Separation Distance for Unsuitable Habitat: 5 km
Separation Distance for Suitable Habitat: 5 km
Separation Justification: Significant dispersal and associated high potential for gene flow among populations of birds separated by tens of kilometers (e.g., Moore and Dolbeer 1989), and increasing evidence that individuals leave their usual home range to engage in extrapair copulations, as well as long foraging excursions of some species, make it difficult to circumscribe occurrences on the basis of meaningful population units without occurrences becoming too large. Hence, a moderate, standardized separation distance has been adopted for songbirds and flycatchers; it should yield occurrences that are not too spatially expansive while also accounting for the likelihood of gene flow among populations within a few kilometers of each other.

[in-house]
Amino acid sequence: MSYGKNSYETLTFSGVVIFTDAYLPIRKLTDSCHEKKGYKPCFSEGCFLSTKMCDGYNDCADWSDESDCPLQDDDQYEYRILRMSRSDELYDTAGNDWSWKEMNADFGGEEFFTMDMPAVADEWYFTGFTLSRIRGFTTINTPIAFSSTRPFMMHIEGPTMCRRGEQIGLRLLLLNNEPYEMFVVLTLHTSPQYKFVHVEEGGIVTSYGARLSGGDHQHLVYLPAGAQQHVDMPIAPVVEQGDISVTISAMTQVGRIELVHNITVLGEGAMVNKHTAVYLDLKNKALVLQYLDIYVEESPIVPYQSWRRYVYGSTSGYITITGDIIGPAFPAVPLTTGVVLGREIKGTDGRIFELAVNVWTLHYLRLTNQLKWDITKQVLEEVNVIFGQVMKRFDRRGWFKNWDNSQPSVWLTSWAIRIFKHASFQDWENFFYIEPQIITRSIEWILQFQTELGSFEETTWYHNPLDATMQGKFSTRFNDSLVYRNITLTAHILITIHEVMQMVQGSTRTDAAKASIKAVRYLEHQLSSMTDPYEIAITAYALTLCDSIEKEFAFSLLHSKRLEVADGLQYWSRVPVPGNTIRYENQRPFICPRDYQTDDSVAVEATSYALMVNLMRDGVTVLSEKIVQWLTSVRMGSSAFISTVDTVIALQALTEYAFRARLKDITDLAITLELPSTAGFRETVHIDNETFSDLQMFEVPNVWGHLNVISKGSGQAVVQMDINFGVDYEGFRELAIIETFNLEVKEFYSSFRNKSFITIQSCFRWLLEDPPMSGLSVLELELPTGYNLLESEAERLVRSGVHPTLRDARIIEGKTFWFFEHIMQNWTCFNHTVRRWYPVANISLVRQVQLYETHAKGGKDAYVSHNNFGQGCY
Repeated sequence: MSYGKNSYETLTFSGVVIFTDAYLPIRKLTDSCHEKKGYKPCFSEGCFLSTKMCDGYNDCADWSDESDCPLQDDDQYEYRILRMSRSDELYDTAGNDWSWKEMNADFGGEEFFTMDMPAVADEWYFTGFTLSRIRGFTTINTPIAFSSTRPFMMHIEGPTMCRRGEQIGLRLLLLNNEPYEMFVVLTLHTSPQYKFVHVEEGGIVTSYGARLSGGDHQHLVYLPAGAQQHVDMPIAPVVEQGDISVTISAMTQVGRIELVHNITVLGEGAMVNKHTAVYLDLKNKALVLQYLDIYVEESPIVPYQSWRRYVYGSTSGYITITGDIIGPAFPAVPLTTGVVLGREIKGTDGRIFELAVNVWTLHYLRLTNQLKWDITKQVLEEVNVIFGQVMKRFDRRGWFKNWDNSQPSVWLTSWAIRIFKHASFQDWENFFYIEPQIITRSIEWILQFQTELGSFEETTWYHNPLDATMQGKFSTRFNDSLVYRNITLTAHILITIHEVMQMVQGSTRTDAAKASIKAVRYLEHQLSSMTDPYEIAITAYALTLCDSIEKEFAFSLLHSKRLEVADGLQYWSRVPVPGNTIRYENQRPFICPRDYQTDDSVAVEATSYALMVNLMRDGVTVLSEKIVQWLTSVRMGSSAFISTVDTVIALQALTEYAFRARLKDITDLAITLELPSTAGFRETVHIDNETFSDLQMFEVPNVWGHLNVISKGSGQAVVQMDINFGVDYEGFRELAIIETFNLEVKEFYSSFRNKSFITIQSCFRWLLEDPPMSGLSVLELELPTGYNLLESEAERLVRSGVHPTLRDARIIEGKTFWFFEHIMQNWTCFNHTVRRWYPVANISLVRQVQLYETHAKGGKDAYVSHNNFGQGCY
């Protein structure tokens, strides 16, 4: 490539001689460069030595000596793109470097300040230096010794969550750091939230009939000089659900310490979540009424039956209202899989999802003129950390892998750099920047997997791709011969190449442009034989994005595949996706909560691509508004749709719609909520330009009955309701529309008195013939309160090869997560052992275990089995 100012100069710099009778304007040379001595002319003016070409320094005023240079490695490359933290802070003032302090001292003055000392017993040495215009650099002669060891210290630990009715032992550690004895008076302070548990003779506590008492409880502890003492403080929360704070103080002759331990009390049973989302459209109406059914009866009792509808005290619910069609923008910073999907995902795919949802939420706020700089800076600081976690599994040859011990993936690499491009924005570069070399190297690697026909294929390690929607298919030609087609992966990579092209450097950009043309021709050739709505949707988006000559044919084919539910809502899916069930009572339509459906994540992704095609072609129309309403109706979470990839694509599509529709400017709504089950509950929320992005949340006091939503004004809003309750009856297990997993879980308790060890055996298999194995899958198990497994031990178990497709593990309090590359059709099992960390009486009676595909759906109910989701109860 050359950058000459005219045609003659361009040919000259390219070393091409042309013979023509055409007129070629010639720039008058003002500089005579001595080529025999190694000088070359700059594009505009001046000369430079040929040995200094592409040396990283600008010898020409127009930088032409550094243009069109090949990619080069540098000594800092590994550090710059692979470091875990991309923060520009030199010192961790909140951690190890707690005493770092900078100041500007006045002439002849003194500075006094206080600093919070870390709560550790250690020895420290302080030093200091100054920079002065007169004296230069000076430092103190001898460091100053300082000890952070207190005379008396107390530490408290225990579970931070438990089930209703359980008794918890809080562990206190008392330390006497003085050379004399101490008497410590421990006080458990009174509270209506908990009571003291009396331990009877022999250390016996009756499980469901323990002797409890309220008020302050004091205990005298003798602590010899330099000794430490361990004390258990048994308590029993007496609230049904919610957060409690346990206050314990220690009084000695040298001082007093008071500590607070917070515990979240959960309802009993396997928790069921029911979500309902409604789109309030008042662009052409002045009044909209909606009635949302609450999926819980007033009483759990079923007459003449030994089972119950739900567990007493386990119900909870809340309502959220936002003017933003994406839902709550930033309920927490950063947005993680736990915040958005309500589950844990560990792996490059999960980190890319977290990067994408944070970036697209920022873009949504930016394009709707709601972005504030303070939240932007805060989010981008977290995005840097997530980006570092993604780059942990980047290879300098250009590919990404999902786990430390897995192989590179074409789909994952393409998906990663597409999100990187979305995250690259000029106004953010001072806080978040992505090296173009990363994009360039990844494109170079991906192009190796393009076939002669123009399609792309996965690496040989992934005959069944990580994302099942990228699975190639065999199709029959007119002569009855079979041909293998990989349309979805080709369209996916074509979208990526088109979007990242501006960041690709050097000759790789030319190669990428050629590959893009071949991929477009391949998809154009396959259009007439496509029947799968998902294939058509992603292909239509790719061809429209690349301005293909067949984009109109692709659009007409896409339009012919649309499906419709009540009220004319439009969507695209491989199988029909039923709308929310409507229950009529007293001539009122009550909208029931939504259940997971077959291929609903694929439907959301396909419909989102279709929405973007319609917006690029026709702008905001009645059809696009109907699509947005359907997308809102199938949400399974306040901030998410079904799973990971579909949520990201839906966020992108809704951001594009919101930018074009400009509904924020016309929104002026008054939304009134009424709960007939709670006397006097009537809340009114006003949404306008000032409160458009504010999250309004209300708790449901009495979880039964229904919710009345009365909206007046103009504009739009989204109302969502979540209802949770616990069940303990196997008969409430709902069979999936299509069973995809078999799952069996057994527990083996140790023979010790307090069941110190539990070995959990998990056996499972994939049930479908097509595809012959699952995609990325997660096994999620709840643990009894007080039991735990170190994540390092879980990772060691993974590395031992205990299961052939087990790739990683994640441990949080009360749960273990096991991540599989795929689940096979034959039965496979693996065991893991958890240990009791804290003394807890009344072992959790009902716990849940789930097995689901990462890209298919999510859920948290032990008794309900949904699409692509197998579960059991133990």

Be careful not to separate a population's nesting areas and foraging areas as different occurrences; include them in the same occurrence even if they are more than 5 km apart. Mean foraging radius (from nesting area) of Brown-headed Cowbird females was 4.0 kilometers in California, 1.2 kilometers in Illinois-Missouri (Thompson 1994). Yellow-headed Blackbirds, Brewer's Blackbirds, and probably Red-winged Blackbirds all forage up to 1.6 kilometers away from breeding colony (Willson 1966, Horn 1968). In one study, Brewer's Blackbirds were found as far as 10 kilometers from nesting area (Williams 1952), but this may be unusual.